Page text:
Article Text

SAT0015 Novel and Rare Mutations Linked To Polyautoimmunity
  1. A. Johar1,
  2. J.C. Sarmiento-Monroy2,
  3. A. Rojas-Villarraga2,
  4. M.F. Silva-Lara1,
  5. H.R. Patel1,
  6. R.D. Mantilla2,
  7. C. Mastronardi1,
  8. M. Arcos-Burgos1,2,
  9. J.-M. Anaya2
  1. 1Genome Biology Department, John Curtin School of Medical Research, ANU College of Medicine, Biology & Environment, The Australian National University, Canberra, Australia
  2. 2Center for Autoimmune Diseases Research (CREA), Universidad del Rosario, Bogota, Colombia


Background Polyautoimmunity (i.e., the presence of two or more autoimmune diseases in a single patient) and familial autoimmunity (i.e., diverse autoimmune diseases in a nuclear family) represent extreme phenotypes ideal for identifying major genomic variants contributing to autoimmunity (1–3). Whole Exome Sequencing (WES) and linkage analysis are well suited for this purpose due to its strong resolution upon familial segregation patterns of functional protein coding and splice variants (3).

Objectives The primary objective of this study was to identify potentially autoimmune causative variants using WES data from extreme pedigrees segregating polyautoimmunity phenotypes.

Methods DNA of 47 individuals across 10 extended and multigenerational pedigrees, ascertained from probands affected with polyautoimmunity and familial autoimmunity, were selected for WES. Variant calls were obtained through Genome Alignment Tool Kit (GATK) algorithm; filters for prioritizing major functional were applied and later implemented for genetic linkage analysis. Sanger sequencing corroborated variants with significant linkage.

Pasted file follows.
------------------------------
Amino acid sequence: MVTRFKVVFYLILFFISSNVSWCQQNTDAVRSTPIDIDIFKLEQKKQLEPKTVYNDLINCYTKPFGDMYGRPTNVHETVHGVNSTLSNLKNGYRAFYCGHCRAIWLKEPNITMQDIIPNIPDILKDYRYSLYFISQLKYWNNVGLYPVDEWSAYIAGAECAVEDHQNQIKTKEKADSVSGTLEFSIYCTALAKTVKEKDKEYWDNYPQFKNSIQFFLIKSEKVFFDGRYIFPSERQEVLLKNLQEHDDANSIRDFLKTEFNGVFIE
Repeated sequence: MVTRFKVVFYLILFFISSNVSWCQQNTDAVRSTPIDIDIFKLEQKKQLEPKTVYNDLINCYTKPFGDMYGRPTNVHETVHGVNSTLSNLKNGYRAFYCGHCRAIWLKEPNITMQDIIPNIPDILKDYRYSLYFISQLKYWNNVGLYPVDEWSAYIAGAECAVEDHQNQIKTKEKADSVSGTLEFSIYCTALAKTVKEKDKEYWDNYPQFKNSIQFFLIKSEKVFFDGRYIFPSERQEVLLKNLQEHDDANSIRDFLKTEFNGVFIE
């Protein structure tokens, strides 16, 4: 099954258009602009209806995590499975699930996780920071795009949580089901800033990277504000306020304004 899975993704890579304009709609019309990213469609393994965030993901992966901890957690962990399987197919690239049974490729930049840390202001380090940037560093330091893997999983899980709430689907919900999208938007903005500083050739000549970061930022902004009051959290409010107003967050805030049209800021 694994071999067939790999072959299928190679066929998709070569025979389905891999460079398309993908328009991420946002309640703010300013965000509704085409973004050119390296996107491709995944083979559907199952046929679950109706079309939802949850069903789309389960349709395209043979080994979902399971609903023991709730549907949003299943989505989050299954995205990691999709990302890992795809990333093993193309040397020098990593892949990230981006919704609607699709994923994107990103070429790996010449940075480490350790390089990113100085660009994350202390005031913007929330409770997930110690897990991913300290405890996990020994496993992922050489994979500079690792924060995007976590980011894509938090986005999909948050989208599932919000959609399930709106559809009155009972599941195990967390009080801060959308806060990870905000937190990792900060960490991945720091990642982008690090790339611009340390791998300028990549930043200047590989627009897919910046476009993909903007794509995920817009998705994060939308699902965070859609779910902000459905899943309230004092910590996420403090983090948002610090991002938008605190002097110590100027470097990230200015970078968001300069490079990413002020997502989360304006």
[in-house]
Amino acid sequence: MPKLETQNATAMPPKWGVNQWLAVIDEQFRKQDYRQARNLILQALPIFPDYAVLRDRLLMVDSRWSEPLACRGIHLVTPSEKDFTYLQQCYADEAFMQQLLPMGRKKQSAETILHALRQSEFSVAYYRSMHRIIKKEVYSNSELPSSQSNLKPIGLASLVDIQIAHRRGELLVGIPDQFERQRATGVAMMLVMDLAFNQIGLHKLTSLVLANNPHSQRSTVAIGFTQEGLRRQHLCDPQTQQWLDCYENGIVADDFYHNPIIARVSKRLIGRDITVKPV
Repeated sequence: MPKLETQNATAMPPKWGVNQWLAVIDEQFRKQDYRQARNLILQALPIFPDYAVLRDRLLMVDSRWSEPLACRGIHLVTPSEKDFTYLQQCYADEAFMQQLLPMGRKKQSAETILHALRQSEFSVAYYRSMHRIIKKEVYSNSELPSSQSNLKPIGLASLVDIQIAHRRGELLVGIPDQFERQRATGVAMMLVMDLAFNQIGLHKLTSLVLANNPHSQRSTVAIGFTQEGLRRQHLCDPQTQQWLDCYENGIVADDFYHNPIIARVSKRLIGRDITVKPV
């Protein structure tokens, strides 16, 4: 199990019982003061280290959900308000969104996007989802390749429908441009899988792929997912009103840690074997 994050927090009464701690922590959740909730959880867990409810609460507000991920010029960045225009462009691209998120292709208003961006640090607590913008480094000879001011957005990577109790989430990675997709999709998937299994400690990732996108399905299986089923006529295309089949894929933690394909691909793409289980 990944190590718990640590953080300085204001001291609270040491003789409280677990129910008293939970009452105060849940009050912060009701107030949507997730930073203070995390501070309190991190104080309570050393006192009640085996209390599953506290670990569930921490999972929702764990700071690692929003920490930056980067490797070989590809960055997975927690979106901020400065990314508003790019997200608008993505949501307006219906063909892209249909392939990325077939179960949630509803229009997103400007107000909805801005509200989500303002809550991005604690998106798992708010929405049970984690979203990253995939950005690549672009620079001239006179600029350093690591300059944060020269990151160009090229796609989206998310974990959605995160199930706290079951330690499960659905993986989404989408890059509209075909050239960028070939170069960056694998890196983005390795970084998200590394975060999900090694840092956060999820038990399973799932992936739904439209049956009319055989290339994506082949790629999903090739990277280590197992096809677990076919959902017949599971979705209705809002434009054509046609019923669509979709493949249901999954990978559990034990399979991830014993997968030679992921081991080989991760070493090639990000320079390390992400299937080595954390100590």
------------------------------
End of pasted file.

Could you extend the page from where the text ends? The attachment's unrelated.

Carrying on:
Results Novel and mostly rare variants harbored in SRA1, MLL4, ABCB8, DHX34 and PLAUR genes showed significant linkage (LOD scores are >3.30). The strongest signal was in SRA1, with a LOD score of 5.48. Network analyses indicated that SRA1 and PLAUR both contribute to regulation of apoptotic processes.

Conclusions Novel and rare variants in genetic linkage with polyautoimmunity were identified throughout WES. Genes harboring these variants might be major players of autoimmunity.

  1. Expert Rev Clin Immunol. 2007;3:623–35.

  2. BMC Med. 2013;11:73.

  3. Autoimmun Rev. 2015;14:204–9.

Acknowledgement Supported by Colciencias (Bogota, Colombia)

Disclosure of Interest None declared

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